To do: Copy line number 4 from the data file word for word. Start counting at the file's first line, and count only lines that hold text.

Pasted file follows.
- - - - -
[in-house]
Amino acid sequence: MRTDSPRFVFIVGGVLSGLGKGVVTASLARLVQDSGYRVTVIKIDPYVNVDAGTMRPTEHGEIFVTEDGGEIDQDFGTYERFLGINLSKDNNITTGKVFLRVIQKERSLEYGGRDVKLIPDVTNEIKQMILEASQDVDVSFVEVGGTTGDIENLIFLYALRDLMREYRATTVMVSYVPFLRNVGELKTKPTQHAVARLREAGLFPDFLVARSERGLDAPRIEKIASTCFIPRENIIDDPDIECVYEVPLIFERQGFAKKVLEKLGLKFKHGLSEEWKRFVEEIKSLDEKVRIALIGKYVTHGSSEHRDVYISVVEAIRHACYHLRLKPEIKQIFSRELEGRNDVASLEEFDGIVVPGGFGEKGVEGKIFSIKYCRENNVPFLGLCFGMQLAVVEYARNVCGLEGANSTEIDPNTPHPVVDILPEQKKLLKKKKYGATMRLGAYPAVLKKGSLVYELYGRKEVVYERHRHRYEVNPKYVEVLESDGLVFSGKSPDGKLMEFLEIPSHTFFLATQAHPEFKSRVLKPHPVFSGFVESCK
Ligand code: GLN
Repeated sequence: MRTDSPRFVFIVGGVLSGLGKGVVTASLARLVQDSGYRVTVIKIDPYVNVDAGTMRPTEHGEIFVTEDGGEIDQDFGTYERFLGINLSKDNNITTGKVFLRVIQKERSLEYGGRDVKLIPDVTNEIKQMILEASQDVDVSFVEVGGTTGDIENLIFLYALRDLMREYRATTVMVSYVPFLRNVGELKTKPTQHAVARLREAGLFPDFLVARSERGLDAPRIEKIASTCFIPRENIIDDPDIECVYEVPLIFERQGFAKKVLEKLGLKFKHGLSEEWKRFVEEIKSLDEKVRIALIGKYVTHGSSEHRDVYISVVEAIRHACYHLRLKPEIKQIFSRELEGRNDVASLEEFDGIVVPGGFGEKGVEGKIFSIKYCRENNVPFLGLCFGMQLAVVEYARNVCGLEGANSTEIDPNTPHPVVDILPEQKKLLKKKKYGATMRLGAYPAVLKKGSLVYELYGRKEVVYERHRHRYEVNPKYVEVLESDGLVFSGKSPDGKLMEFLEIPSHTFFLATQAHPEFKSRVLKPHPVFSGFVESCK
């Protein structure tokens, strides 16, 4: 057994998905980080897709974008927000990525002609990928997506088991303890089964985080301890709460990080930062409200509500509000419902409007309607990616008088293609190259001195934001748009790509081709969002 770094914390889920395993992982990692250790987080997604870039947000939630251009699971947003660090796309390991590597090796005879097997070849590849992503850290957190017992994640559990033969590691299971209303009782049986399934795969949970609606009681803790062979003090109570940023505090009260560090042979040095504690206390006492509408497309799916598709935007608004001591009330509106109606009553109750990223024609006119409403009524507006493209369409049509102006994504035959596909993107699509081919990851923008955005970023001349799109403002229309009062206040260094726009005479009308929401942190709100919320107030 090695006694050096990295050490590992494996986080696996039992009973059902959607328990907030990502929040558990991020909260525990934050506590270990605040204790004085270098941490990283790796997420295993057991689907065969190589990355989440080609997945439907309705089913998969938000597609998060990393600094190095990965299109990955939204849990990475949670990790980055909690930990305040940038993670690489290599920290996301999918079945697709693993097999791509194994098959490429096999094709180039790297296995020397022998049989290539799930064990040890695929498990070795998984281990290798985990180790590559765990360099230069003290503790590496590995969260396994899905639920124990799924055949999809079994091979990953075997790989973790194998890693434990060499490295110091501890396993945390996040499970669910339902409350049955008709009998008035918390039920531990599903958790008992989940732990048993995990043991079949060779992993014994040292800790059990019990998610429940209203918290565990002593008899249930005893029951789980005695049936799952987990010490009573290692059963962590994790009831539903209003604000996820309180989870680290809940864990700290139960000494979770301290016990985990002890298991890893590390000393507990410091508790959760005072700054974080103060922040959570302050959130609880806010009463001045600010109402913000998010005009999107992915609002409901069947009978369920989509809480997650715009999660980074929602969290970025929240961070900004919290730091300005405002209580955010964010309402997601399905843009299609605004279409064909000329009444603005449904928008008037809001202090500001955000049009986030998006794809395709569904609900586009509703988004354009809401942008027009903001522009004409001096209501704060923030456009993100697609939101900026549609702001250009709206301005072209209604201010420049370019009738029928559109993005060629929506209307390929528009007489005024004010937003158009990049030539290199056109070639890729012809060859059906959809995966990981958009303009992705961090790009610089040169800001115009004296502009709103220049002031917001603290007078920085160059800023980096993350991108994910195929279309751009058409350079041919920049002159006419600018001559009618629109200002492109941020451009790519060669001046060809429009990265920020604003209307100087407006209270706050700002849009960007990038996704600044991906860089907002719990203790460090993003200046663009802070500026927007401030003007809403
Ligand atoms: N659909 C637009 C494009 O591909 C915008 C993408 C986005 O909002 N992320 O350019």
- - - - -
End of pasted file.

Repeated sequence: MRTDSPRFVFIVGGVLSGLGKGVVTASLARLVQDSGYRVTVIKIDPYVNVDAGTMRPTEHGEIFVTEDGGEIDQDFGTYERFLGINLSKDNNITTGKVFLRVIQKERSLEYGGRDVKLIPDVTNEIKQMILEASQDVDVSFVEVGGTTGDIENLIFLYALRDLMREYRATTVMVSYVPFLRNVGELKTKPTQHAVARLREAGLFPDFLVARSERGLDAPRIEKIASTCFIPRENIIDDPDIECVYEVPLIFERQGFAKKVLEKLGLKFKHGLSEEWKRFVEEIKSLDEKVRIALIGKYVTHGSSEHRDVYISVVEAIRHACYHLRLKPEIKQIFSRELEGRNDVASLEEFDGIVVPGGFGEKGVEGKIFSIKYCRENNVPFLGLCFGMQLAVVEYARNVCGLEGANSTEIDPNTPHPVVDILPEQKKLLKKKKYGATMRLGAYPAVLKKGSLVYELYGRKEVVYERHRHRYEVNPKYVEVLESDGLVFSGKSPDGKLMEFLEIPSHTFFLATQAHPEFKSRVLKPHPVFSGFVESCK